Understand Duchenne Muscular Dystrophy
Duchenne Muscular Dystrophy (DMD) is a devastating and progressive muscle disorder that only affects boys, causing a loss of both muscle function and independence. DMD affects approximately 1 out every 3500 boys born worldwide. It is the most common, lethal genetic disorder diagnosed during early childhood. Nearly all boys with DMD die by their late teens or early 20s from respiratory and/or cardiac complications.
Duchenne Muscular Dystrophy Fact Sheet
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Facts about DMD
DMD has a 100% fatality rate.
DMD is typically diagnosed in boys between the ages of 3 and 7.
Boys with DMD generally lose their ability to walk between the ages of 8 and 12.
DMD affects boys from ever ethnicity and geographic location.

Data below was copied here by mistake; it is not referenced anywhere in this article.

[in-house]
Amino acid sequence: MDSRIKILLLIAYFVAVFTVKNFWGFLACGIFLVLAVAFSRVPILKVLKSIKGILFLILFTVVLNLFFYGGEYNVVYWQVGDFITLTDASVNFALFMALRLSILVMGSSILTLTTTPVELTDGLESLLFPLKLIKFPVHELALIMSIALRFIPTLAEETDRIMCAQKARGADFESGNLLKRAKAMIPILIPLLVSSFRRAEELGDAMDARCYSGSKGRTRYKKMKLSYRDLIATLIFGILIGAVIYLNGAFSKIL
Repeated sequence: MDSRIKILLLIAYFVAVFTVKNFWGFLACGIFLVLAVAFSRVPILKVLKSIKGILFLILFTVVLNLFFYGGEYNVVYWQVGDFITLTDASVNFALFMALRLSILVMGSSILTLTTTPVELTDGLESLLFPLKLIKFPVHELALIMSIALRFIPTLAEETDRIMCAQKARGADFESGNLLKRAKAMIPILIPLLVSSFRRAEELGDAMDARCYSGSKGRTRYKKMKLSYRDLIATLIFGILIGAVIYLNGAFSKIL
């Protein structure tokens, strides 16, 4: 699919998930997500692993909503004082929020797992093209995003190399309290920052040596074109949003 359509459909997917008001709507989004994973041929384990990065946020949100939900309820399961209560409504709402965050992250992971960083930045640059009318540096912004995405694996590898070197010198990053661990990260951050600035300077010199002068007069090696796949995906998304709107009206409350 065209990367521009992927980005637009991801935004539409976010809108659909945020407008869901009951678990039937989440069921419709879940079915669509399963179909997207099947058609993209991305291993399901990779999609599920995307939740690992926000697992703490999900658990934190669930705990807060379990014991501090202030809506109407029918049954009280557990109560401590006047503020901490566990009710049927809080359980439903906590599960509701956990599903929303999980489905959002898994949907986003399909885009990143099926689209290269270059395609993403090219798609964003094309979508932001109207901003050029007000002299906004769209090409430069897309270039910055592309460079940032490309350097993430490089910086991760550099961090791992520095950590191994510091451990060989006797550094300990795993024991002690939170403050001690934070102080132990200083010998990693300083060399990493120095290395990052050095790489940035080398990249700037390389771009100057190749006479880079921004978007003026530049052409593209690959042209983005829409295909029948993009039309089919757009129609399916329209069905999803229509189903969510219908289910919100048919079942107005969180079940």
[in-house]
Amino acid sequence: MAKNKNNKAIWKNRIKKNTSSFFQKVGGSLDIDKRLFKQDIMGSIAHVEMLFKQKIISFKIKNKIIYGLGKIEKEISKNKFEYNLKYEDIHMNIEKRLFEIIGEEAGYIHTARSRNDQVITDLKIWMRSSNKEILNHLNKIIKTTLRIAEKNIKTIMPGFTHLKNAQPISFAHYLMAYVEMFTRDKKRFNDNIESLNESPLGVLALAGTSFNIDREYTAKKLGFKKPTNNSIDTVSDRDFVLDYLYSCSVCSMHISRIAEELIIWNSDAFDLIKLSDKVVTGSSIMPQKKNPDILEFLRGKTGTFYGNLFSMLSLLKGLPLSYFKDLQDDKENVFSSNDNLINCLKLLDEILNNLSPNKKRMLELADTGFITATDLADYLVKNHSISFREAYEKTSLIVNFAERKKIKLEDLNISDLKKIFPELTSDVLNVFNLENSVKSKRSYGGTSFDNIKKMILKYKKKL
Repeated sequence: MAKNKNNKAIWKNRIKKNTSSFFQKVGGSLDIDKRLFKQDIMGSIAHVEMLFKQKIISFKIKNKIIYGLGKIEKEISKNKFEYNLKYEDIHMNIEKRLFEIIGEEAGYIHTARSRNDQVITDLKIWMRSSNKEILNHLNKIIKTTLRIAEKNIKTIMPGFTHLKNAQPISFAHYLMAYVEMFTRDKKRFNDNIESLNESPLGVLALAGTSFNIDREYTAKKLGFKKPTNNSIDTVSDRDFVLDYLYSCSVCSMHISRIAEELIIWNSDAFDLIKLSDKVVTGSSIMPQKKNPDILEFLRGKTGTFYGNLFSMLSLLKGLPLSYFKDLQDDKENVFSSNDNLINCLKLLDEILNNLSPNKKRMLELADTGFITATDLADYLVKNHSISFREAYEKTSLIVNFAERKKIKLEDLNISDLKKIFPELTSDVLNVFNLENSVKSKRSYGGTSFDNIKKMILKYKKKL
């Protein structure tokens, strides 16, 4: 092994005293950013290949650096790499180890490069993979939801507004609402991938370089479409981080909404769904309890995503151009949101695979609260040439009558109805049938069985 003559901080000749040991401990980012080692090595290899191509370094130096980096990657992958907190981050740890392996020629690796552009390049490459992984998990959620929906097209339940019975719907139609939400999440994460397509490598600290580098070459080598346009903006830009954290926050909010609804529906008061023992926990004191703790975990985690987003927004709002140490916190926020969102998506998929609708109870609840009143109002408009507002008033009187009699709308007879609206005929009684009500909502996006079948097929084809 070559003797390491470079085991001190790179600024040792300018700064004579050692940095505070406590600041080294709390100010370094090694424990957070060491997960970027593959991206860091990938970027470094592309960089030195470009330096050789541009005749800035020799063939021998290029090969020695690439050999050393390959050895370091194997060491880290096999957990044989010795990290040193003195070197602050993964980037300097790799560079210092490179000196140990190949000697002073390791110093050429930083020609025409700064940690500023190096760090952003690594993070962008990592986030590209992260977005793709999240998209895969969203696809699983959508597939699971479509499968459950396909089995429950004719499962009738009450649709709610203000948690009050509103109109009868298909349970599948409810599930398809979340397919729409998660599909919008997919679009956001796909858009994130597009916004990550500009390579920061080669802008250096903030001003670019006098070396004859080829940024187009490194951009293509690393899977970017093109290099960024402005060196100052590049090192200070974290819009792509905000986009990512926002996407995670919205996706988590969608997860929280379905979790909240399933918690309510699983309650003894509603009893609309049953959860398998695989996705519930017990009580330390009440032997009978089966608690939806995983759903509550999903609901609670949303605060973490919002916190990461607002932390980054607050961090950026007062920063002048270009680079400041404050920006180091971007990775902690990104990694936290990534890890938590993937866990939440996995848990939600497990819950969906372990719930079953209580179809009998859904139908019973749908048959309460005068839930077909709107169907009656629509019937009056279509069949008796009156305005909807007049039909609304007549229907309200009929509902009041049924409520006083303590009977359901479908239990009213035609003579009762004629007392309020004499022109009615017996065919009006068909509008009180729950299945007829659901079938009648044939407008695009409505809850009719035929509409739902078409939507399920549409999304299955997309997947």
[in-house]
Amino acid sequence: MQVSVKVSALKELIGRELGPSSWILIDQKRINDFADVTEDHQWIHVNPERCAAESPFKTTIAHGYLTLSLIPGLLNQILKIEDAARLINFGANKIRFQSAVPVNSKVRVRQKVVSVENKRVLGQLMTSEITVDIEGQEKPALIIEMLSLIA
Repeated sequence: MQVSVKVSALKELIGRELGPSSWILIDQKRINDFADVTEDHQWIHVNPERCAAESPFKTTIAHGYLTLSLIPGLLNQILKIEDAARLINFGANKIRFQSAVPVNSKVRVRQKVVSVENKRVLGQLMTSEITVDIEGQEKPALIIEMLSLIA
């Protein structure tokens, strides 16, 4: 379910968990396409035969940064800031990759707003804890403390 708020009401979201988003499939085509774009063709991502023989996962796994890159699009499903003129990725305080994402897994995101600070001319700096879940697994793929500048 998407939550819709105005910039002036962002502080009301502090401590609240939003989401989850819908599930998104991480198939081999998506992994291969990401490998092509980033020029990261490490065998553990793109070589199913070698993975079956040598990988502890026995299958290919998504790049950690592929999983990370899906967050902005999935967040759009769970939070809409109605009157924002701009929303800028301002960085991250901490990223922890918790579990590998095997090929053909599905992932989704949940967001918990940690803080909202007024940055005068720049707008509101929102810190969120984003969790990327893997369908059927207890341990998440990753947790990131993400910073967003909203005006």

Approximately 20,000 boys worldwide are born with DMD every year.
There is no way to stop the progression of DMD.
To date, there is no cure.
What causes DMD?
A child diagnosed with DMD is not able to produce a protein called dystrophin.
Dystrophin, which is one of the largest genes found to date, acts as the glue that holds muscles together by maintaining the structure of muscle cells. Without dystrophin, muscles are not able to operate properly and will eventually suffer progressive damage.
For a thorough explanation about Duchenne Muscular Dystrophy and research updates, please visit Parent Project Muscular Dystrophy, an organization that supports through research advocacy, education, and compassion.